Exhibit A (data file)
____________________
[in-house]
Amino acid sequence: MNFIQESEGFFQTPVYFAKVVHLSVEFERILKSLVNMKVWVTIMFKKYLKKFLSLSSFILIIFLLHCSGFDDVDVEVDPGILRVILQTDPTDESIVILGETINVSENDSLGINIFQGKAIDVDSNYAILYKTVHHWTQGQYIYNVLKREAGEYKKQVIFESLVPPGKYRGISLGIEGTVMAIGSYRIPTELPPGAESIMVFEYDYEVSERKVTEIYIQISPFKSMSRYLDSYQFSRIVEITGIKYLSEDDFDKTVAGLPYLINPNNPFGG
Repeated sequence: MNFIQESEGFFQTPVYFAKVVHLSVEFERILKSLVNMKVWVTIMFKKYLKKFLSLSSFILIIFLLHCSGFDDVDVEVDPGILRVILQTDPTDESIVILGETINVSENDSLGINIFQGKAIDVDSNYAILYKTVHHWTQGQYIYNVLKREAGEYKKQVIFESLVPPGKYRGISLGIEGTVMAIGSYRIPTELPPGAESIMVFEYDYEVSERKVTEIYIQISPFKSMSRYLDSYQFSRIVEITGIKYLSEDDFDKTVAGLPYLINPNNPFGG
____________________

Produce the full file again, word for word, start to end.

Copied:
[in-house]
Amino acid sequence: MNFIQESEGFFQTPVYFAKVVHLSVEFERILKSLVNMKVWVTIMFKKYLKKFLSLSSFILIIFLLHCSGFDDVDVEVDPGILRVILQTDPTDESIVILGETINVSENDSLGINIFQGKAIDVDSNYAILYKTVHHWTQGQYIYNVLKREAGEYKKQVIFESLVPPGKYRGISLGIEGTVMAIGSYRIPTELPPGAESIMVFEYDYEVSERKVTEIYIQISPFKSMSRYLDSYQFSRIVEITGIKYLSEDDFDKTVAGLPYLINPNNPFGG
Repeated sequence: MNFIQESEGFFQTPVYFAKVVHLSVEFERILKSLVNMKVWVTIMFKKYLKKFLSLSSFILIIFLLHCSGFDDVDVEVDPGILRVILQTDPTDESIVILGETINVSENDSLGINIFQGKAIDVDSNYAILYKTVHHWTQGQYIYNVLKREAGEYKKQVIFESLVPPGKYRGISLGIEGTVMAIGSYRIPTELPPGAESIMVFEYDYEVSERKVTEIYIQISPFKSMSRYLDSYQFSRIVEITGIKYLSEDDFDKTVAGLPYLINPNNPFGG